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Book Review: It’s the Student Not the College

There is a wealth of literature available to help parents cope with the transition to college and the changes that occur throughout the college years and beyond.  We’ve offered some lists of recommended reading, and there is something for everyone. Check out our Resources and Tools page for suggestions.

From time to time, we like to review some of the books available for parents of college students.

In this review, we’ll take a look at It’s the Student, Not the College: The Secrets of Succeeding at Any School Without Going Broke or Crazy by Kristin M. White.

It’s the Student Not the College should be on every parent’s reading list — and probably on their student’s list as well.  It is important reading for college parents, but even more important reading for high school parents whose students are still in the midst of the admission process.  We agree wholeheartedly with the premise of the book.  According to the author, ”the message at the heart of this book (is) that success is within a person’s own power and will not be determined by the college (a student) attends.”

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Parenting College Students: Reading List #5

This post includes a list of ten books of interest to parents of college students.  We’ve previously published a list of twelve books, a list of fourteen titles, another list of twelve additional titles, and still another list of fourteen titles which you might want to check out. There are certainly even more resources available, but these lists should give parents a good start on more than enough material to support them through the college years.  All of the books have different styles and approaches, so it is important to find the books which resonate for you.

We are not necessarily endorsing these books, but we’d like to help you find material available.  You won’t want to read them all, but you might look for some titles and approaches that intrigue you.

Over the next few months, we will continue to review some of these books to provide a bit more guidance about their content and perspective.  Check our ”Reviews” category to see what we’ve reviewed so far.  Happy reading!

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Is College Transfer the ”New Normal?”

Gone are the days when most college students begin and end their college career in four years at a single institution.  Many parents, and their students, still imagine that scenario as students engage in the admissions process and agonize over finding just the right college or university for them.  They see themselves graduating from there at the end of four years.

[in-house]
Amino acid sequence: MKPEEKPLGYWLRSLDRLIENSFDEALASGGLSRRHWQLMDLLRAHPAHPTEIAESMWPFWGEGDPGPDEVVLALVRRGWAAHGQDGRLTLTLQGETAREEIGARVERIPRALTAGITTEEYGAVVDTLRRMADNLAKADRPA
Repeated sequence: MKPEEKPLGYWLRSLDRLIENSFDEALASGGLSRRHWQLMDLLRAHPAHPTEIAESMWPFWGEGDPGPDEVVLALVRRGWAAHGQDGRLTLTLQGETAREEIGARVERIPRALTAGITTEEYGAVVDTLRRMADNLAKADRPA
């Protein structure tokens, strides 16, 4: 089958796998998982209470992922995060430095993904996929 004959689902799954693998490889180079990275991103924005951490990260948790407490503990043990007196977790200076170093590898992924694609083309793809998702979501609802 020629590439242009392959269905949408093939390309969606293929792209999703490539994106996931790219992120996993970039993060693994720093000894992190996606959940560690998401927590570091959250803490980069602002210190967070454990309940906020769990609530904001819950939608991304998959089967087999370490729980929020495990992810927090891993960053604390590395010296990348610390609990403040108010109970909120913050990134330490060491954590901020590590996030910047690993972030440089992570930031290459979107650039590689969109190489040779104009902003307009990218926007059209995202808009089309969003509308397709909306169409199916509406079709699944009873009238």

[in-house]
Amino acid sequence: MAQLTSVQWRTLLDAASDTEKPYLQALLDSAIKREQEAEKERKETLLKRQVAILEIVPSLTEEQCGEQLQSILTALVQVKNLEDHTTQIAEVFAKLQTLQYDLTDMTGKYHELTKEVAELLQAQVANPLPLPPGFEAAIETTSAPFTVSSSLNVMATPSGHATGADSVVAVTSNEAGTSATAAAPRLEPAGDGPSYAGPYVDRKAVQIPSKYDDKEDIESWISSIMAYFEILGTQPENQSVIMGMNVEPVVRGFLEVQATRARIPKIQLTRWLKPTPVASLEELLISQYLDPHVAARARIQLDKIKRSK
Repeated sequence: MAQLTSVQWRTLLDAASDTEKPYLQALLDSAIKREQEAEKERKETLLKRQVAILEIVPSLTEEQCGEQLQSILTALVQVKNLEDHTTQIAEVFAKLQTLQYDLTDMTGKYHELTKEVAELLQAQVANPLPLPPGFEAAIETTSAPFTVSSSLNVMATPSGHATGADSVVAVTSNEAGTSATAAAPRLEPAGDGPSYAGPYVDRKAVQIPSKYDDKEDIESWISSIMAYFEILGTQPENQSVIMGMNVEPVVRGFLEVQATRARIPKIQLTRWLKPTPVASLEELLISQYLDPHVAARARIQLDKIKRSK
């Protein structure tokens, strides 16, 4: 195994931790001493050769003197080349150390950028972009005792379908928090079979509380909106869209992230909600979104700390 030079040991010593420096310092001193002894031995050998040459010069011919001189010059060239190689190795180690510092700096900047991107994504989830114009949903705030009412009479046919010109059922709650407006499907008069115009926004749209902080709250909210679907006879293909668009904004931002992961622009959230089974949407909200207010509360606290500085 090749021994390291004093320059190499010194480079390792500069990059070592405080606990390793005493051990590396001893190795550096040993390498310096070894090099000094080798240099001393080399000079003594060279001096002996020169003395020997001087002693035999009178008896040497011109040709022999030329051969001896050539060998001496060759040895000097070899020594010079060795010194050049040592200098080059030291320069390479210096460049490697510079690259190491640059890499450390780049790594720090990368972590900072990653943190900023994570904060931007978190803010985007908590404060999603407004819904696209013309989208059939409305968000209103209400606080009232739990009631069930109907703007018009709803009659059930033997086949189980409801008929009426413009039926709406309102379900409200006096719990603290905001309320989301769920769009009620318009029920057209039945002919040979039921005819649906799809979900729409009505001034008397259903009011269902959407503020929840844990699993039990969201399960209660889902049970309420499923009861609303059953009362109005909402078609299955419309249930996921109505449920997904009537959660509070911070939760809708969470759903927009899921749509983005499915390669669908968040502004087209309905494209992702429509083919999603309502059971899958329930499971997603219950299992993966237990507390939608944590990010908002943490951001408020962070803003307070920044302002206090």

We now know that fewer and fewer students are completing their college degree in four years.  Five years is now closer to the national average, with many students taking longer than that.  Now a new report has been released indicating that nearly 38% of students who entered college in 2008 moved to a new institution at least once within a six year period.

The National Student Clearinghouse Research Center, a non-profit organization based in Virginia tracked 3.6 million students who enrolled in college in the fall of 2008. They looked at the number of students who moved to a new institution prior to completing their bachelor’s degree.  Their findings are certainly important for institutions and policymakers, but may also be important in helping parents be prepared for that moment when their student may come home and say, ”Mom and Dad, I want to transfer.”

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The Race to Place: A College Parent’s Guide to Advanced Placement

As July approaches each year, many high school students eagerly await the release of Advanced Placement scores.  These scores may determine whether students will receive college credit or have the option of being placed in advanced, upper level college courses.  If you have a high school student, you may be wondering whether your student should be taking Advanced Placement, or AP courses.  If you have a student about to enter college, you may even wonder whether your student missed an important opportunity.  The short answer is, it depends . . .

Advanced Placement, or AP, courses allow students to participate in college level classes as part of their high school curriculum.  Most students who take an AP course then take the national exam for that course at the end of the year.  Students who receive a score that is high enough may receive college credit and may be exempted from taking certain introductory level classes. More than 2600 colleges in 100 countries grant credit for AP work.  31% of schools consider AP scores as they award scholarships.  AP courses and exams are offered in over 30 subjects.

What are the advantages of taking on the harder work of an AP class?

There are several advantages to taking AP classes:

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Your College Freshman: The Summer Flood of Information

When your student was in high school, they probably received what may have felt like an overwhelming amount of recruiting material from colleges.  Some may have come in the physical mail, and much of it may have come electronically.  Whatever its form, it just kept coming.

Now that your student has been accepted to college, has paid the deposit at their chosen school, and is about to head to college in a few short weeks, there is a new flood of information arriving — and this flood may make the earlier information seem like a mere trickle.  There is an important difference this time: this information is crucial and should be carefully read and considered.

Lots of summer information

Although some of the summer information arriving from your student’s new college may come in hard copy through the mail, much of it will come electronically.  And the information that arrives electronically will be sent to your student, not to you.  It will most likely arrive at your student’s new college e-mail address, so it is important that your student make sure that they set that up as soon as the college sends the log-in information.  Be sure to ask whether that’s done.